Maple Examples of Activation Functions

Identity Function

The identity function is given by

> f1 := proc(x) x; end;

> plot(f1(x),x=-10..10);

Step Function

The step function is if and if . This is also called the heaviside function. Another common variation is for it to take on values -1 and +1 as shown below.

> f2 := proc(x) 2*Heaviside(x) -1 end;

> plot(f2(x),x=-10..10);

Logistic Function (Sigmoid)

The logistic function has the form

> f3 := proc(x,a) 1/(1 + exp(-a*x)) end;

> plot(f3(x,1),x=-10..10);

> with(plots):

The parameter "a" in the logistic function determines how steep it is. The larger "a", the steeper it is.

> display([plot(f3(x,1),x=-10..10),

> plot(f3(x,2),x=-10..10, color = blue),

> plot(f3(x,.5),x=-10..10, color = green)]);

Symmetric Sigmoid

The symmetric sigmoid is simply the sigmoid that is stretched so that the y range is 2 and then shifted down by 1 so that it ranges between -1 and 1. If g(x) is the standard sigmoid then the symmetric sigmoid is

> f4 := proc(x) 2*f3(x,1)-1 end;

> plot(f4(x),x=-10..10);

The symmetric sigmoid differs from the hyperbolic tangent by a constant factor. As you can see, the graph below is identical to the graph for the symmetric sigmoid.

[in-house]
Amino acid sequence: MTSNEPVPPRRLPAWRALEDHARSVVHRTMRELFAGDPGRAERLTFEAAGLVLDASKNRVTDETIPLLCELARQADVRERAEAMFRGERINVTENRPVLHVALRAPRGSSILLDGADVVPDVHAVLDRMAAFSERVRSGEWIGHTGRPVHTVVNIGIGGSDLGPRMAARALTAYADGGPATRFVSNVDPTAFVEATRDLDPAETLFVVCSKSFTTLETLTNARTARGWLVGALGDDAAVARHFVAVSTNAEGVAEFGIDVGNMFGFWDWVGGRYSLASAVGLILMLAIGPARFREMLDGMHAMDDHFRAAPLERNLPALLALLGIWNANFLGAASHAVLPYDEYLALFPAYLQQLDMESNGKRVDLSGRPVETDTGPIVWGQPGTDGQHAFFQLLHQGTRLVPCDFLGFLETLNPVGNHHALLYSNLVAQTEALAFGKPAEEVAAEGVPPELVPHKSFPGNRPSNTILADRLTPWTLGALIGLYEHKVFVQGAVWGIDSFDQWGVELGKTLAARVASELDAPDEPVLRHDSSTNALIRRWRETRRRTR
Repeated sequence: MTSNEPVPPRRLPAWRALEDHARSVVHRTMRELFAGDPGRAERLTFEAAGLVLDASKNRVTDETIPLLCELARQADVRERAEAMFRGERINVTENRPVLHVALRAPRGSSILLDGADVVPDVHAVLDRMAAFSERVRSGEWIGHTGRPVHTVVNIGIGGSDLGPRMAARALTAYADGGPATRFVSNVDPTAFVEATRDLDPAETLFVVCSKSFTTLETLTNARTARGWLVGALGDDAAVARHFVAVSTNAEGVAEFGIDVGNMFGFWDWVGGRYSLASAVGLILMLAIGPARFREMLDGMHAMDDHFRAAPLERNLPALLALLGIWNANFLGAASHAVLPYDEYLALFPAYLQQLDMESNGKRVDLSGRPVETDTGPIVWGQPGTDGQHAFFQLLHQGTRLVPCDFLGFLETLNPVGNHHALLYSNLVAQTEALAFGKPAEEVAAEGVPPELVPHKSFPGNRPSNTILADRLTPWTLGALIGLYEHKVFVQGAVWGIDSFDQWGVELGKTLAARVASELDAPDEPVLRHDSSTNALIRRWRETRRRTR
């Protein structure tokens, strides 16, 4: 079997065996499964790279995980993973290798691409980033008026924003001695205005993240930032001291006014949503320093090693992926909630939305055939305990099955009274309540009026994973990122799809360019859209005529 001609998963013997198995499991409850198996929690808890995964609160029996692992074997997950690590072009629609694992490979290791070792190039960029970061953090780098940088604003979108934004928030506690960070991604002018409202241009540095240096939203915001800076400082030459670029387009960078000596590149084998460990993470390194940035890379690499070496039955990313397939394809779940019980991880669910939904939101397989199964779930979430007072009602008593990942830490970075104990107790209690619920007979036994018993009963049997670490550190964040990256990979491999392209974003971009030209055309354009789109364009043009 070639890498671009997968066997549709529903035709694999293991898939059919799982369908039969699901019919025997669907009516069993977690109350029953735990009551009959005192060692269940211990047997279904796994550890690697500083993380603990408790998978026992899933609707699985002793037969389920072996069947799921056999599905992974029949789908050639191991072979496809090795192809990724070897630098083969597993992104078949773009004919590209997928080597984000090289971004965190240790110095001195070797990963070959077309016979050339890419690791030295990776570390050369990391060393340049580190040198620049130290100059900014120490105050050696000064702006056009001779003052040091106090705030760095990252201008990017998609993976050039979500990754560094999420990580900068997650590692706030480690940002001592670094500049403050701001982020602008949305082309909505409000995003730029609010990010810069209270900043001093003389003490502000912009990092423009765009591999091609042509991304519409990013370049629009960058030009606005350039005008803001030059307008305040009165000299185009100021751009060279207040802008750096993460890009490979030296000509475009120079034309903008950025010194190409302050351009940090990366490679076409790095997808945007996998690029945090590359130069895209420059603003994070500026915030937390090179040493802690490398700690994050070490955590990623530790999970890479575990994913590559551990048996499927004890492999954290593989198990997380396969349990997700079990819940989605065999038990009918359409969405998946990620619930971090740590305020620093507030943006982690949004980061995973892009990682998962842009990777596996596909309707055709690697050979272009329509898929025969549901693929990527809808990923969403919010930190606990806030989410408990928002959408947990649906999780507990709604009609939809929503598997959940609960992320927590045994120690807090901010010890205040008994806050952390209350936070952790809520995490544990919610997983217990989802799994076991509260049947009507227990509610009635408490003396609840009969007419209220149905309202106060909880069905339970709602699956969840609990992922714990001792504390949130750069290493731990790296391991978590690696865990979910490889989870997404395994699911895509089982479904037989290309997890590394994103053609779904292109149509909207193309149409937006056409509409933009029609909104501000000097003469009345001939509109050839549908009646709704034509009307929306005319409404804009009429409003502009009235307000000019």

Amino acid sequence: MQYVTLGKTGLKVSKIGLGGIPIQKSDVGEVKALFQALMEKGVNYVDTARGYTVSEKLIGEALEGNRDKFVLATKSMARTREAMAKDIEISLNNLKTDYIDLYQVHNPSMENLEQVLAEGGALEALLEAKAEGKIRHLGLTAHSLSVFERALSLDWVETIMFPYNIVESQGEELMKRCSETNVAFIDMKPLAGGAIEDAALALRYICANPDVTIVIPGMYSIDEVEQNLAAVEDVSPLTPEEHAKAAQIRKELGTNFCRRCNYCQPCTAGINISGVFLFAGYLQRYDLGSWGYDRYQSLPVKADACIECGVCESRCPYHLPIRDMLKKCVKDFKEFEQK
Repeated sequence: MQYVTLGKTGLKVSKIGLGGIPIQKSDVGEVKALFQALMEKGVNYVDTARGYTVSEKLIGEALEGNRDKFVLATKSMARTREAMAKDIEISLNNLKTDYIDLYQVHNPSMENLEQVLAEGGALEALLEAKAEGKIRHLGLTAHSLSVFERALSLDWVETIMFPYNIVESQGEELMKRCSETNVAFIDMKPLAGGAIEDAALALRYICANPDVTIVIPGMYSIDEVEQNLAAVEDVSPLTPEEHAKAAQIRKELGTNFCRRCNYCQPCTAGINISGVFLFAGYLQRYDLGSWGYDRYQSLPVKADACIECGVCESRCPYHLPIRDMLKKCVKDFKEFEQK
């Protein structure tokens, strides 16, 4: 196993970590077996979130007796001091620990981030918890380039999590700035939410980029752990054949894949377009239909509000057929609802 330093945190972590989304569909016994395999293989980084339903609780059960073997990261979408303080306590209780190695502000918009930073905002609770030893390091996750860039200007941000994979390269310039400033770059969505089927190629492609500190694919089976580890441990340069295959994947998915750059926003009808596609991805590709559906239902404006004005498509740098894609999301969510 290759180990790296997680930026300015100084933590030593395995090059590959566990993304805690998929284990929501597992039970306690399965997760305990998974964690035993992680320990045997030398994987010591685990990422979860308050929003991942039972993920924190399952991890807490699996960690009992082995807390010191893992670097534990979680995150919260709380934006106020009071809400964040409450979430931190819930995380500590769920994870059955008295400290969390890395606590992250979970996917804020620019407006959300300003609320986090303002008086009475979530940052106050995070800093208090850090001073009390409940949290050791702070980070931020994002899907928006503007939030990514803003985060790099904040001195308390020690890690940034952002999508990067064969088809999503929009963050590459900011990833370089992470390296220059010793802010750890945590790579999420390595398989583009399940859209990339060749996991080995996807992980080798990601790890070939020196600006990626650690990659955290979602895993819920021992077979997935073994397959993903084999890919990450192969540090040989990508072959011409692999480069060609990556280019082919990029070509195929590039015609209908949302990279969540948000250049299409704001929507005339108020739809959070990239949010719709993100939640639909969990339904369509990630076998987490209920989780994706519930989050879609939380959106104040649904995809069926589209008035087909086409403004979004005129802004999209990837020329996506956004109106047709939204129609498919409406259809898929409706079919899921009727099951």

> plot(tanh(.5*x),x=-10..10);

A radial basis function is simply a gaussian, . It is called local because, unlike the previous functions, it is essentially zero everywhere except in a small region.

> f5 := proc(x,a) exp(-a * x^2); end;

> plot(f5(x,1),x=-10..10);

Derivatives

The derivative of the identity function is just 1. That is, if f(x) is the identity then

The derivative of the step function is not defined which is exactly why it isn't used.

The nice feature of sigmoids is that their derivatives are easy to compute. If f(x) is the logistic function above then .

> diff(f3(x,a),x);

> simplify(f3(x,a)*(1-f3(x,a)));

This is also true of hyperbolic tangent . If f(x) is tanh the

> diff(tanh(x),x);

>